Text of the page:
<history of philosophy, biography> Austrian physicist (1887-1961) who established modern wave mechanics and employed thought-experiments about the superposition of contradictory states to explore the apparently paradoxical consequences of quantum mechanics. Schrodinger shared the Nobel Prize for Physics in 1933. Recommended Reading: Erwin Schrodinger, Statistical Thermodynamics (Dover, 1989); Erwin Schrodinger, Space-Time Structure (Cambridge, 1985); Erwin Schrodinger, What Is Life?: 'The Physical Aspect of the Living Cell' with 'Mind and Matter' and 'Autobiographical Sketches', ed. by Roger Penrose (Cambridge, 1992); Walter Moore, Schrodinger: Life and Thought (Cambridge, 1989); Jagdish Mehra and Helmut Rechenberg, Erwin Schrodinger and the Rise of Wave Mechanics: Schrodinger in Vienna and Zurich 1887-1925 (Springer Verlag, 2000); and John Gribbin, In Search of Schrodinger's Cat: Quantum Physics and Reality (Bantam, Doubleday, Dell, 1985).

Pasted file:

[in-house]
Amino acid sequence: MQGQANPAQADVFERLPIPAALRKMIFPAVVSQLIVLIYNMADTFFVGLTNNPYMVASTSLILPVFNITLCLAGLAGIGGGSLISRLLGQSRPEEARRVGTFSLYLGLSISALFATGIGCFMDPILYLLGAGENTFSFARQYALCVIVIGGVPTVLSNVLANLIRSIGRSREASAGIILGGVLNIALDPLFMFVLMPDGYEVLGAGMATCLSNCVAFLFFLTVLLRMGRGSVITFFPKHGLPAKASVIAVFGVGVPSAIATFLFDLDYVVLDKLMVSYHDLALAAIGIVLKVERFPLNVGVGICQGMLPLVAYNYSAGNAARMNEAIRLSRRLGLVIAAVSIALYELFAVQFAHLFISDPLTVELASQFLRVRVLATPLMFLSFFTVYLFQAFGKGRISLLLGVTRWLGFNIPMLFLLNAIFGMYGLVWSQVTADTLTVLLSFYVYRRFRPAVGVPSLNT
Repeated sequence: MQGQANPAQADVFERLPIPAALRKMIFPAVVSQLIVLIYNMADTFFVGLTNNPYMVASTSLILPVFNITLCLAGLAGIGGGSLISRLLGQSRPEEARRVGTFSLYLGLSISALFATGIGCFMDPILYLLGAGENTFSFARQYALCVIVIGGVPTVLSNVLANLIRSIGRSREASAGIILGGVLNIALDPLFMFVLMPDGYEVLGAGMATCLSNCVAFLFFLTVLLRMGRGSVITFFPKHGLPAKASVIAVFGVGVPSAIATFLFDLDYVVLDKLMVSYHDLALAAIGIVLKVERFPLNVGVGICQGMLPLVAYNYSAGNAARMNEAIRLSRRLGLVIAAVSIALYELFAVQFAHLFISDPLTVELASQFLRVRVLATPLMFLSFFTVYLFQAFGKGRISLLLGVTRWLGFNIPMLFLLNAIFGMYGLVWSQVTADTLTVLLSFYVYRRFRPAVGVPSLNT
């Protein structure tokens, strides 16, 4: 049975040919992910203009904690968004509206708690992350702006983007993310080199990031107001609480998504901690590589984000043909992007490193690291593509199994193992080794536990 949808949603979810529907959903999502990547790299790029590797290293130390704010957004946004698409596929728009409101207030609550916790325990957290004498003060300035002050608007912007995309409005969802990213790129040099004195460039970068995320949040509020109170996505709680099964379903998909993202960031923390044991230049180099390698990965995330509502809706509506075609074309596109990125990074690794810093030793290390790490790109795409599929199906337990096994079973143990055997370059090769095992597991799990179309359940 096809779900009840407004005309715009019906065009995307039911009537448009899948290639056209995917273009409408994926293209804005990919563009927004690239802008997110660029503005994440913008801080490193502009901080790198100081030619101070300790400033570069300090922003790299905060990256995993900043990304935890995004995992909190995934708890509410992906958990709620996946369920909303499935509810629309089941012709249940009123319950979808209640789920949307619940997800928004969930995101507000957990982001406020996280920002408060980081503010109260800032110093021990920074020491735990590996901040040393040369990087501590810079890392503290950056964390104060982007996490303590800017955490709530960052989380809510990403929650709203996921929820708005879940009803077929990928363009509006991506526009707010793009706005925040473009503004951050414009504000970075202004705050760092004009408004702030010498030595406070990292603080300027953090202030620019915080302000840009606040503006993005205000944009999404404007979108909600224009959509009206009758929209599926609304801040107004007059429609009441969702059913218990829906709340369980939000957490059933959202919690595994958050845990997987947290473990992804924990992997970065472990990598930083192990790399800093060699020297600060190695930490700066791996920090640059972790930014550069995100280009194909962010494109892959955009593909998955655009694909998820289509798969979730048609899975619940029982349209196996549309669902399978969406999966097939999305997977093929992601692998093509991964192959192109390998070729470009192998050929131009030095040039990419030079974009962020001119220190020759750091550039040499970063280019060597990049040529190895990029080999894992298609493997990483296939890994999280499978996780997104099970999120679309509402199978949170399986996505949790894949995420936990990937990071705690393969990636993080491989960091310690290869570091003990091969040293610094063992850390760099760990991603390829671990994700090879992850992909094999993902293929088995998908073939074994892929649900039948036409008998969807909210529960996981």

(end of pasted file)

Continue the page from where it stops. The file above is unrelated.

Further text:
[A Dictionary of Philosophical Terms and Names]
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